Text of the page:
Over the years, I’ve become involved with a number of organizations and activities on campus. I’ve been a member of the College Choir, written for The Spectator, contributed to Red Weather, participated in Hogwarts at Hamilton, and worked as a peer counselor (among other jobs) at the Career Center. The obvious draw of getting involved on campus is the opportunity to have fun and meet people with similar interests. But campus activities are also great to have on your resume – they can help you market your greatest qualities to potential employers.
The organizations you join, and the parts you play in them, reveal a lot about you to employers. You can almost always link an activity you do with a specific skill an employer is looking for. If you’d like to go into education, mentioning that you tutor kids through HAVOC will show an employer that you enjoy, and have experience, teaching. Similarly, if you want to go into print media like journalism or publishing, writing for student publications will show employers that you’re dedicated to writing and editing. Even seemingly ‘non-relevant’ activities can make you an appealing candidate. Maybe you play a sport, or sing in an a cappella group, but you want a job in finance. Having such an activity on your resume is still impressive. Committing your time to any campus activity shows that when you’re passionate about something, you dedicate a lot of your time to it – and that you’re well-rounded, too.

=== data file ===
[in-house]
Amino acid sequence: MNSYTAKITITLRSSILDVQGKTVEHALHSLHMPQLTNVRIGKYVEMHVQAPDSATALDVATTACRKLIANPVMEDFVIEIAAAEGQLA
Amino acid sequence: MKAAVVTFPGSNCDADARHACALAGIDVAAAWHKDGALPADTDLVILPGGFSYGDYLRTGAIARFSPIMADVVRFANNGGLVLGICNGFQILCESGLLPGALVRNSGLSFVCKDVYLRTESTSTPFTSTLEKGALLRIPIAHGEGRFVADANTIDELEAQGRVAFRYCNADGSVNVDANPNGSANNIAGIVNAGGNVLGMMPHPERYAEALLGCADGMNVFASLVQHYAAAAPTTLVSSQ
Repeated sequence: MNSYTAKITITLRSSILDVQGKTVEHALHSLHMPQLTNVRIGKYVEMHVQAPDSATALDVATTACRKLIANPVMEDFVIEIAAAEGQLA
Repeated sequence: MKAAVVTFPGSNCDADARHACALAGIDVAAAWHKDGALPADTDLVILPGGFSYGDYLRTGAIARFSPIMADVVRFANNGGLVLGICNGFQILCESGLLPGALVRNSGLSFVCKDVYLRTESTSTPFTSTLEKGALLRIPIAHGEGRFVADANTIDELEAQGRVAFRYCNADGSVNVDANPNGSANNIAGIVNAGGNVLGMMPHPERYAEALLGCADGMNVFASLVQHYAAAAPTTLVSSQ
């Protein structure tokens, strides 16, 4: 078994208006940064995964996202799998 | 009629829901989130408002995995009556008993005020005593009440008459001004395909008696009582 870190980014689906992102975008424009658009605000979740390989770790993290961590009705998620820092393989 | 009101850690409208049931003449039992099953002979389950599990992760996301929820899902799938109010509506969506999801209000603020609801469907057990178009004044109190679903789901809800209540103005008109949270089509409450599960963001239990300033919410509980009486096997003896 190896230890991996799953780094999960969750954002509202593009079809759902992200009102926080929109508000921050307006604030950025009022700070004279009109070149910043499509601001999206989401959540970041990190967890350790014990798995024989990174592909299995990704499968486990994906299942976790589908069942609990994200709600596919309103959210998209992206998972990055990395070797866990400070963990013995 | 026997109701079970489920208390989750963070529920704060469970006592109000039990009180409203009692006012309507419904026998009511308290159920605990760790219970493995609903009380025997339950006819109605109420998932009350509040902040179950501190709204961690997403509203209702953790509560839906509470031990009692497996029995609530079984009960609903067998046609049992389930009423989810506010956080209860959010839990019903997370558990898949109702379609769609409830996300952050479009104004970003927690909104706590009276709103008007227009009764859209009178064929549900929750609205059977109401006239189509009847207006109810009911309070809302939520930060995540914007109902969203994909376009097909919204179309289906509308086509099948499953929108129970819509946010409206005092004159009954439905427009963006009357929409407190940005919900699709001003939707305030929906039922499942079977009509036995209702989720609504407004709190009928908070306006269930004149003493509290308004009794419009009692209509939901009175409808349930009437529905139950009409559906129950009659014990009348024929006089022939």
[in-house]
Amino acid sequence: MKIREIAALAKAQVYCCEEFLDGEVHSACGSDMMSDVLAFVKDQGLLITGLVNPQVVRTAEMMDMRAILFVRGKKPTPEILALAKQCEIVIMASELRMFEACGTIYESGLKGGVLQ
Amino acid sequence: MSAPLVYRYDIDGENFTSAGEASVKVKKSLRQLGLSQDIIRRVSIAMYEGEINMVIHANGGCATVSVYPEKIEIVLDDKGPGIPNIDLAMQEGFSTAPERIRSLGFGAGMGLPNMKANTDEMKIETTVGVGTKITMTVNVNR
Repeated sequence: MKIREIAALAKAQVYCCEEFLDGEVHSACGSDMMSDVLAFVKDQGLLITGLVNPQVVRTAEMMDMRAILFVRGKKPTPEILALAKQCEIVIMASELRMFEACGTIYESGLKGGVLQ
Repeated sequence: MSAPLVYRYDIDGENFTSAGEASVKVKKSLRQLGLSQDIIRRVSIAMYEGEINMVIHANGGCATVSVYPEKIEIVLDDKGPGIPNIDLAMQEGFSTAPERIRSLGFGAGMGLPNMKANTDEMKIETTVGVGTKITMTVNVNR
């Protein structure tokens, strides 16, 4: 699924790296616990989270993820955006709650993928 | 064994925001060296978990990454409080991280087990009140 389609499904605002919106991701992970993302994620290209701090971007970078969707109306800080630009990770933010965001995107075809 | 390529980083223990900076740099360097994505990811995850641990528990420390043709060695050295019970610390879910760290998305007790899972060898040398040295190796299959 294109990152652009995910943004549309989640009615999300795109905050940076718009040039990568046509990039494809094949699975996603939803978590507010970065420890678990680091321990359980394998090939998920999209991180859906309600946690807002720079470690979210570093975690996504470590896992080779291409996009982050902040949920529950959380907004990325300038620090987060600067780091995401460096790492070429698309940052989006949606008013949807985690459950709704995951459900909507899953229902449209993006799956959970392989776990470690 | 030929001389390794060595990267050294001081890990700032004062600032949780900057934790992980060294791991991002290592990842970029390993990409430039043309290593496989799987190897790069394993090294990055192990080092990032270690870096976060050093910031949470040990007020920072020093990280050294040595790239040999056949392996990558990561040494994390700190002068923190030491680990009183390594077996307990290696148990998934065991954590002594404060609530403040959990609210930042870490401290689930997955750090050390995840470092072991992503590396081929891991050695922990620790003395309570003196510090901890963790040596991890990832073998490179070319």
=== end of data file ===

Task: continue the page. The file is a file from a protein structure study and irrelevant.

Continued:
There’s really no downside to getting involved, whether it be through clubs, Greek organizations, sports, publications, community service, the arts, or on-campus jobs. You don’t have to do a lot – just pick a few activities that really appeal to you. Then, all at once, you’ll get to do something you enjoy, make new friends, and turn yourself into a more viable job or internship candidate.